Pitch for flexibility after you get an offer

By Roni F. Noland (Source: Globe Newspaper)
Q I am beginning my job search after being home with two young children for 2 1/2 years. I'd like to negotiate a flexible schedule -- preferably a reduced workweek of four days. My past life is in high tech sales, and I hope to get another position in account management within high tech. How do I ask for it and at what point in the process?
A Here are several strategies to maximize success in finding flexible employment. First, aggressively pursue any part-time positions you hear about.

Then, research "family friendly" companies. You can identify them by reading the results of polls conducted in magazines such as "Working Mother," and by talking with friends and colleagues. You may have more success negotiating a flexible schedule in one of these companies than in more tradition-bound organizations.

Contact former supervisors and people who know your work. Tell them you are seeking a job with a four-day workweek. As they already know the quality of your work, they may be more willing to hire you for a part-time arrangement.

You may even have to start out working full-time; build up "equity" with that company; and then negotiate a more flexible schedule.

If you do end up applying for a full-time position, ask for a flexible work arrangement as late in the process as possible. The reason I'm suggesting you delay this difficult conversation is to give the employer the chance to become excited about hiring you. After the employer is committed to hiring you, he or she would rather acquiesce to your demands than to resume the job search.
Delaying the conversation until after the job offer also gives you the opportunity to understand the job and how you can get the work done well, even with a reduced schedule.

After you have been offered the job, schedule a meeting with your hiring manager to negotiate terms . Go to the meeting with a detailed plan for getting the work done in the hours you are willing to work. Discuss the possibility of telecommuting. Develop a plan for being reachable when you are not in the office.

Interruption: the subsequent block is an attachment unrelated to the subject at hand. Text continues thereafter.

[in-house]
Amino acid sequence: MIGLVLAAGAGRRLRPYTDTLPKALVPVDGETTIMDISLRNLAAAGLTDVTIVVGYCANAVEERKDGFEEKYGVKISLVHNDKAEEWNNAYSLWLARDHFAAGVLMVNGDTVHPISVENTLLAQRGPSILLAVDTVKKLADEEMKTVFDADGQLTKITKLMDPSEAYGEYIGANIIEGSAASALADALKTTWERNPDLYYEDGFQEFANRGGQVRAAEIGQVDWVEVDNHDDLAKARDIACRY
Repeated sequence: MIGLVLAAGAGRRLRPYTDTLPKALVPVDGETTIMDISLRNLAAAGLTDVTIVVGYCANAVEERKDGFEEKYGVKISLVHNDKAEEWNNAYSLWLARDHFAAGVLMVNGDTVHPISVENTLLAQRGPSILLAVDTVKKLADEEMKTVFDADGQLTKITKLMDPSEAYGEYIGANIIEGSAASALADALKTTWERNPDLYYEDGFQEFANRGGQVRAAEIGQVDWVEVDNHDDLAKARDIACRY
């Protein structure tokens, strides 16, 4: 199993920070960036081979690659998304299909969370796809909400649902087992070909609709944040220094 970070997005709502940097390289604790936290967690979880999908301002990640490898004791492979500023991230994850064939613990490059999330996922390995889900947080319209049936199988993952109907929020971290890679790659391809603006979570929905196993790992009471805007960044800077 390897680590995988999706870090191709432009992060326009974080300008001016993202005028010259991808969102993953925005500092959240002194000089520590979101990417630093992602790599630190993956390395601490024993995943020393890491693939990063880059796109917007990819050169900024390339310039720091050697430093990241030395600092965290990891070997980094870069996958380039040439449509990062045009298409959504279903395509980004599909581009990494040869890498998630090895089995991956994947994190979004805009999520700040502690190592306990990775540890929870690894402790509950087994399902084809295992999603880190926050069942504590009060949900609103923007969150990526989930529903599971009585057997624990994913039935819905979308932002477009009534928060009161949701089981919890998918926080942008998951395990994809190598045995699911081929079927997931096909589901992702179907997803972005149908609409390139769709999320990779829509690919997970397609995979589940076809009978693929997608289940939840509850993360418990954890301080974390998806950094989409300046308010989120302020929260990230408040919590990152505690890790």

Be prepared to compromise . Be willing to balance your needs for flexibility with the employer's need for productivity. You may want to assure your boss that you would pitch in and work extra hours when on deadline or in a crisis -- but conversely, there may be times when you will need even greater flexibility in your schedule.
If you want to get ahead, keep focus on yourself

Q I work as support for inside sales. Recently another person received a promotion to inside territory representative. This person has only been working for the company for three months. She graduated in June with a bachelor's degree in marketing, and this is her first job out of college. Now the other territory reps have to train this person as she doesn't understand pricing or even know how to write up a sales order. The company never posted the position, even though other people with years of service would have wanted the job. It was bestowed upon her. It is obvious that skill and experience don't lead to high paying jobs at this company. Trustworthiness is highly valued. How was this decision rationalized? Many of us have a bad taste in our mouths at this point.
A Are you experiencing the bad taste because you feel this young female's promotion was unfair and undeserved --or because you were not promoted? Only time and her performance will tell whether her promotion was a wise decision.
Promotions and hires are often not transparent or straightforward. It is true that some people are hired, promoted, or even fired, for reasons that appear to be political or personal, rather than for job performance. Don't waste time wondering why this recent college graduate was promoted into the position, and you weren't. It makes sense for you to tame your resentment, especially if this former colleague now has supervisory responsibility over you. Give this colleague the chance either to do a good job, or to prove that she was not qualified. .

In the meantime, focus on your performance, and your career ladder. If you are interested in being promoted to inside territory rep, look at the required qualifications . Do you have them? If you think there is a good match between your credentials and the job, then perhaps there are other reasons that you were not promoted.